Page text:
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DEAR BENNY: I have read your articles regarding time shares but I still feel at a loss as to how unload it. It is completely paid, with the maintenance fees paid every other year. I have offered it on Craigslist but still no bites. I visited a licensed real estate broker and he has the same problem trying to sell his time share.

What would be the worst-case scenario if I don’t continue to pay the maintenance fees? I don’t mind losing this time share and I would like to know if doing this will affect my credit. Can I "abandon" the time share? Do I try another real estate broker? –Pat

DEAR PAT: If this were your principal home and you wanted to walk away from your mortgage, I would say "absolutely no." That is, in my opinion, the worst thing you can do. Your lender will sue you (or foreclose upon you) in order to be able to have the title to sell the property to someone else; and unless you are in one of the 12 states whose laws do not permit lenders to go after the deficiency, the lender will look to you for the balance of the moneys.

Having said that, however, I am having second thoughts about walking away from a time share. It is true that the same consequences can apply; your credit will be impacted, and you may be hit with a lawsuit for the deficiency. More significantly, the Internal Revenue Service may hit you with what we call "phantom income" — namely, a tax on the money that was canceled in the transaction.

Having studied this situation carefully — and having received numerous letters from readers with the same problem — I am almost reluctantly prepared to say "give it up."

However, before you do that, you should talk with a representative with authority at your time-share community. I have heard of consumers who just had to sign a simple agreement, pay a nominal fee and were able to walk away.

You should also talk with a financial adviser before taking that step. You have to go into the transaction (actually get out of it) with your eyes wide open as to the tax and legal consequences of your action.

DEAR BENNY: I own a lot in a subdivision on the West Coast. There are approximately 20-25 undeveloped lots and 725 lots with homes built. Those of us who have undeveloped lots pay the same homeowners association (HOA) fees as those with homes on them. Is this customary or are there examples of HOAs that charge lower fees if there is no home on the lot? –Pamela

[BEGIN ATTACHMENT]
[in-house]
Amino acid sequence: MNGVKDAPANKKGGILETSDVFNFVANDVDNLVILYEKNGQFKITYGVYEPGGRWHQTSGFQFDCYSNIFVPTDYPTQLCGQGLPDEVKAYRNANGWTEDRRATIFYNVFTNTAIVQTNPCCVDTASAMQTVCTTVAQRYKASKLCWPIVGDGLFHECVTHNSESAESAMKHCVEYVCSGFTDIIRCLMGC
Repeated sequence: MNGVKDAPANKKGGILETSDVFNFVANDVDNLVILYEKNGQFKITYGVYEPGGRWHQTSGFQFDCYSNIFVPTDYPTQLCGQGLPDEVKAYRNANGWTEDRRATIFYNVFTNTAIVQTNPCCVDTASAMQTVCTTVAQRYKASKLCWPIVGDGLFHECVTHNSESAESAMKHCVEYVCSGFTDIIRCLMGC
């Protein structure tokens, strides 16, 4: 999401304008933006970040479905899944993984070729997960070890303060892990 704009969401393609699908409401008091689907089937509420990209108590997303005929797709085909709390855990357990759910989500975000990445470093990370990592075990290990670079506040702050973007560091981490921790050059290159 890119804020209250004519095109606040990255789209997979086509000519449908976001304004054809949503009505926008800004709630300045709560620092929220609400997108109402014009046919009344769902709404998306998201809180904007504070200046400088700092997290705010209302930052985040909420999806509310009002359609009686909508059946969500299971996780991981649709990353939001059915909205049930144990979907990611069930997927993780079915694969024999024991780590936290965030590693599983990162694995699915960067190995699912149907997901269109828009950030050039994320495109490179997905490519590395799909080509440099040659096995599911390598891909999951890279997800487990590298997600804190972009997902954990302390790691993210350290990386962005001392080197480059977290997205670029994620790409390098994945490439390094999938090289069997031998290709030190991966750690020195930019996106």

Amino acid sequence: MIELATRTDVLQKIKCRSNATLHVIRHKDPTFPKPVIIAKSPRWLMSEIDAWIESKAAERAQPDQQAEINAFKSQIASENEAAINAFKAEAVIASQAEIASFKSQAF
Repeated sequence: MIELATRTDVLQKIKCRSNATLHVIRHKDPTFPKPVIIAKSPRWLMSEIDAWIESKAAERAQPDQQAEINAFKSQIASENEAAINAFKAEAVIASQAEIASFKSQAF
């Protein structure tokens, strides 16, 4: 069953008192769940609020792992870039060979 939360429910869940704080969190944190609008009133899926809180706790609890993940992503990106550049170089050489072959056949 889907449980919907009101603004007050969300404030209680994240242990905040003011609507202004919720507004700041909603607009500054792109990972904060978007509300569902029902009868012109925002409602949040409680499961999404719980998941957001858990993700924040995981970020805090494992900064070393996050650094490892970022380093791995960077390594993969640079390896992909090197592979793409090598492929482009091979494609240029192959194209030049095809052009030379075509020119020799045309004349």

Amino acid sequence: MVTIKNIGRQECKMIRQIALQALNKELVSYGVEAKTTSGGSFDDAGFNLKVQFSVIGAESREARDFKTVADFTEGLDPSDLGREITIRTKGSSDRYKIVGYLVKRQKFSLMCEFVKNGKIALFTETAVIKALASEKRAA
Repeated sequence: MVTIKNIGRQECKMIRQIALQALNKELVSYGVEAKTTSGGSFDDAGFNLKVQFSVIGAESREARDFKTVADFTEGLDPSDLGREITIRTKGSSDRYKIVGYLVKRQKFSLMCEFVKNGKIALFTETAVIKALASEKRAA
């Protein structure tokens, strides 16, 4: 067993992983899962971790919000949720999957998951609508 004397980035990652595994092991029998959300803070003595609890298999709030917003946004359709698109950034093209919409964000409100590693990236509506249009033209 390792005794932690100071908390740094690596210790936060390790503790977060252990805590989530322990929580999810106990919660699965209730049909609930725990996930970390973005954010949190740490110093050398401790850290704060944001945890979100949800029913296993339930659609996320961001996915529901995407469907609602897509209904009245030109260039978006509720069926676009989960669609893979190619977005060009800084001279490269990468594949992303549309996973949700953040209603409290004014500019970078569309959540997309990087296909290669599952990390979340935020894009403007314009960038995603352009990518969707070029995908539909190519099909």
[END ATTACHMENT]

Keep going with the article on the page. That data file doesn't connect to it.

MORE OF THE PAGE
DEAR PAMELA: The fee that you pay should have been spelled out in the legal documents that you received at settlement. In fact, many states have laws requiring sellers — both developers as well as resellers — to provide disclosure about the association in advance, and giving the potential buyer a set number of days to cancel the transaction if they are not satisfied after reviewing the documents.

I agree that at first blush it makes no sense to pay the same HOA fee for a vacant lot as you would for a house on a lot. But how is the fee used? If it is only to pay for expenses relating to the lot itself — and not the house — then perhaps equality makes sense.

For example, maintenance of the common roads. While you could argue that homeowners use the roads more than lot owners, the opposite argument is that the roads are for everyone’s use and everyone should pay their fair — and equal — share.

Look in your legal documents — perhaps you are paying too much.

DEAR BENNY: How does one find a legitimate agent/company when selling a time share? Do any real estate licensing boards, real estate associations or attorneys general put together and distribute a list of lawful and legitimate resellers? I would be surprised if at least one real estate association does not have a subsidiary group of time-share resellers, seeing as only real estate agents can legally resell time shares!

As far as not buying a time share in the first place, that is water over the dam for many of us who have made such a purchase. We have enjoyed having ours, but are getting to the point where we soon will not be able to travel. Certainly there are others who’d be interested in selling a time share (as one can sell a home they no longer can handle) without running into a scam.

Perhaps it is time to legitimize this industry and start prosecuting those who would solicit business only to take "your money and run." –Hope

DEAR HOPE: Your name says it all. I completely agree with you, but columnists can only call attention to the problems and expose them. I do know, however, that at least in Florida, the attorney general is actively pursuing scam artists in the time-share arena.

Benny L. Kass is a practicing attorney in Washington, D.C., and Maryland. No legal relationship is created by this column. Questions for this column can be submitted to benny@inman.com.

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